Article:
AWS Code Build

AWS Code Build is a great addition to your AWS infrastructure. Today, we are going to focus on one aspect of the software deployment process. Building! Before we dive in, let me provide some context about the architecture and my plan for the CI/CD process. The project behind this post is a node.js express project written in typescript. The API is served on Elastic Bean Stalk. We want to auto deploy our code versions to elastic beanstalk by using AWS Codebuild and then later Code Pipeline to push the resulting build to the Elastic Bean Stalk instance.

Deployments suck. You build this great product on your local machine and now you have to deploy it to the masses. You spent so much time focusing on the product, that you forgot to scope out the deployment process. It’s DevOps! How hard can it be?! … err.. guilty. There are so many ways to do deployment, as is common in this field. You can easily spend a whole day researching different deployment tools for your environment. You try to understand why certain products exists, weigh the pros and cons of each based on opinionated words of others. Perhaps integrations between different platforms are possible. Travis for AWS? How are those set up? Death by a thousand choices and words. Now with the setup above, we can focus on our code, and let automation tools worry about the builds. I also wanted to keep it all on AWS.

Let’s worry about Git. Branch management is important, but that’s a different topic for another day. In my project, I have two special branches, a ‘staging’  and a ‘production’ one. I have two AWS Code Build configurations watching these two branches for any changes. If a change is detected, for example, I merged my development branch into staging or staging into production, a code build will fire and the pipeline is executed. A minute later, our project has a new release! Magic!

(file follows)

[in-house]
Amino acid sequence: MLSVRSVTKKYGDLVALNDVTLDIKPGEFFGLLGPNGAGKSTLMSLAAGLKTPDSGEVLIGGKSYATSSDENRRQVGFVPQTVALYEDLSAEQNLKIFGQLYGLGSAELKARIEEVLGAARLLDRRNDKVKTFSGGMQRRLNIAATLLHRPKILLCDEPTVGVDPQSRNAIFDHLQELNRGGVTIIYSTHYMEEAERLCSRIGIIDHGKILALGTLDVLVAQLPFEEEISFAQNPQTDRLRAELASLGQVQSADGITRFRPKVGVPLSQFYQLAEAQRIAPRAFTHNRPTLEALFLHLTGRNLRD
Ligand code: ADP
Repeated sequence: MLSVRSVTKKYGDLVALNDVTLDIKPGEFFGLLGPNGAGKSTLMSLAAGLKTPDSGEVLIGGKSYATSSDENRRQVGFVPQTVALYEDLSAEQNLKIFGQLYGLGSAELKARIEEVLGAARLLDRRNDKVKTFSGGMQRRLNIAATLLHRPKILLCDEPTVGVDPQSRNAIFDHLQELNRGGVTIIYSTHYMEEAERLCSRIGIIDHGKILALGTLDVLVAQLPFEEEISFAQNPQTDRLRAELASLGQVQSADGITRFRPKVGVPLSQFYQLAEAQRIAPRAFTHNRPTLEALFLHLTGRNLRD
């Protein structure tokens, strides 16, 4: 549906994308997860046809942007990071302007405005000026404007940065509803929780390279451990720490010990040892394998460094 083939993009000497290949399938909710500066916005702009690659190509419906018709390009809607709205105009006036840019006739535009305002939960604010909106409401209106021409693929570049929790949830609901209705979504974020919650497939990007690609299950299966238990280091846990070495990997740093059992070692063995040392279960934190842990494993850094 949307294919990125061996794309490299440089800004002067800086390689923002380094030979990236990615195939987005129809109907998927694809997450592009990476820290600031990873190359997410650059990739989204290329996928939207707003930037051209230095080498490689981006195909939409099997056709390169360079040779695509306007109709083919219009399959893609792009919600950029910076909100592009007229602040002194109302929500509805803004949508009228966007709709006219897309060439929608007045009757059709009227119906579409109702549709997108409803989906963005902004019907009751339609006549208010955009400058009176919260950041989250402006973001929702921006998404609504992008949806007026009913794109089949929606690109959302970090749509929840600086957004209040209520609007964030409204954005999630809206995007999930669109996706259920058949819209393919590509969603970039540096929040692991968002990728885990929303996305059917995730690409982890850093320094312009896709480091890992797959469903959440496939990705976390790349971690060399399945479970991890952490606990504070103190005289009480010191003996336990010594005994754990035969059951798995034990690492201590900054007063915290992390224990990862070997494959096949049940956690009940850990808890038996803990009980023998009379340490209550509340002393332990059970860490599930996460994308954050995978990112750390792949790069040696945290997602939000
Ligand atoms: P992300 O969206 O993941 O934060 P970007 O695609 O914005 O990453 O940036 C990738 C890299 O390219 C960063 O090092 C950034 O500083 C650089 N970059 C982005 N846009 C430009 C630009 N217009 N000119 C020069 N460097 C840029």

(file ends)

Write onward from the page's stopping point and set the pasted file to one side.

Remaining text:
For AWS Code Build, you need a buildspec.yml in your git repo to tell the server how to install and build your project. In this case, my package json file has an npm command called build-ts that runs tsc.  You can also include your tests command here, but I’ll come back to that at a later post.

The artifacts section is also important. Elastic Bean stalk expects us to zip the contents of the result, not the resulting build folder. So I am grabbing three things here. The package.json file, the read me, and the contents of the dist folder.

version: 0.2
            - 'npm install'
            - 'npm run build-ts'
    type: zip
        - package.json
        - package-lock.json
        - 'dist/**/*'

Head on over to AWS Pipeline to setup a pipeline. When you set up a pipeline, you can set the source, and later a build project. It’s easier than going to each step, setting it up individually, and later connecting them. I plan on showing each step in detail in my next post, but hopefully you’re at a point where you either need the build spec, or just a general overview of this type of AWS infrastructure. Happy coding!

Code Pipeline

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